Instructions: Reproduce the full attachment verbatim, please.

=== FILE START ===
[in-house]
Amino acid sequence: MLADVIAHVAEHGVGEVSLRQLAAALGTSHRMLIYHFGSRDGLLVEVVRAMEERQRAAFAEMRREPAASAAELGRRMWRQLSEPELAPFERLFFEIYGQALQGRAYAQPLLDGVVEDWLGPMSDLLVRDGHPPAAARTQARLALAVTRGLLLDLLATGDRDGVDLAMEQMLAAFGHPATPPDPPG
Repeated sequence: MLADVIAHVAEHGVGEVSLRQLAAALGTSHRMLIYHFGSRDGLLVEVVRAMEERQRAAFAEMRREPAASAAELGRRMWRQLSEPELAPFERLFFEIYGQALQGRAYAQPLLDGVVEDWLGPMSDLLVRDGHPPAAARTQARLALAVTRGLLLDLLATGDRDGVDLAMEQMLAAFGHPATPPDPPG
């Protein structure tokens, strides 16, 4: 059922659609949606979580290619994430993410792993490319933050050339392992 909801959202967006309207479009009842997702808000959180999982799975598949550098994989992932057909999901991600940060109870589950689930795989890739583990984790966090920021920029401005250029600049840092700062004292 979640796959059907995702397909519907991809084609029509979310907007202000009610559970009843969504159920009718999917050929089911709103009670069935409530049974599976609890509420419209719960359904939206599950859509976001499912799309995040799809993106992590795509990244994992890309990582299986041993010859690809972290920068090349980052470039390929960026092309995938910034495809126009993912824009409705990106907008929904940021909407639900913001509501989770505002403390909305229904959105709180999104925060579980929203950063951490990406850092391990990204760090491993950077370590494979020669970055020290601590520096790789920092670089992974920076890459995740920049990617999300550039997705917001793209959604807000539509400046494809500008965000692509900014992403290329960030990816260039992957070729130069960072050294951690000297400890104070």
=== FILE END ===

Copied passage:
[in-house]
Amino acid sequence: MLADVIAHVAEHGVGEVSLRQLAAALGTSHRMLIYHFGSRDGLLVEVVRAMEERQRAAFAEMRREPAASAAELGRRMWRQLSEPELAPFERLFFEIYGQALQGRAYAQPLLDGVVEDWLGPMSDLLVRDGHPPAAARTQARLALAVTRGLLLDLLATGDRDGVDLAMEQMLAAFGHPATPPDPPG
Repeated sequence: MLADVIAHVAEHGVGEVSLRQLAAALGTSHRMLIYHFGSRDGLLVEVVRAMEERQRAAFAEMRREPAASAAELGRRMWRQLSEPELAPFERLFFEIYGQALQGRAYAQPLLDGVVEDWLGPMSDLLVRDGHPPAAARTQARLALAVTRGLLLDLLATGDRDGVDLAMEQMLAAFGHPATPPDPPG
């Protein structure tokens, strides 16, 4: 059922659609949606979580290619994430993410792993490319933050050339392992 909801959202967006309207479009009842997702808000959180999982799975598949550098994989992932057909999901991600940060109870589950689930795989890739583990984790966090920021920029401005250029600049840092700062004292 979640796959059907995702397909519907991809084609029509979310907007202000009610559970009843969504159920009718999917050929089911709103009670069935409530049974599976609890509420419209719960359904939206599950859509976001499912799309995040799809993106992590795509990244994992890309990582299986041993010859690809972290920068090349980052470039390929960026092309995938910034495809126009993912824009409705990106907008929904940021909407639900913001509501989770505002403390909305229904959105709180999104925060579980929203950063951490990406850092391990990204760090491993950077370590494979020669970055020290601590520096790789920092670089992974920076890459995740920049990617999300550039997705917001793209959604807000539509400046494809500008965000692509900014992403290329960030990816260039992957070729130069960072050294951690000297400890104070």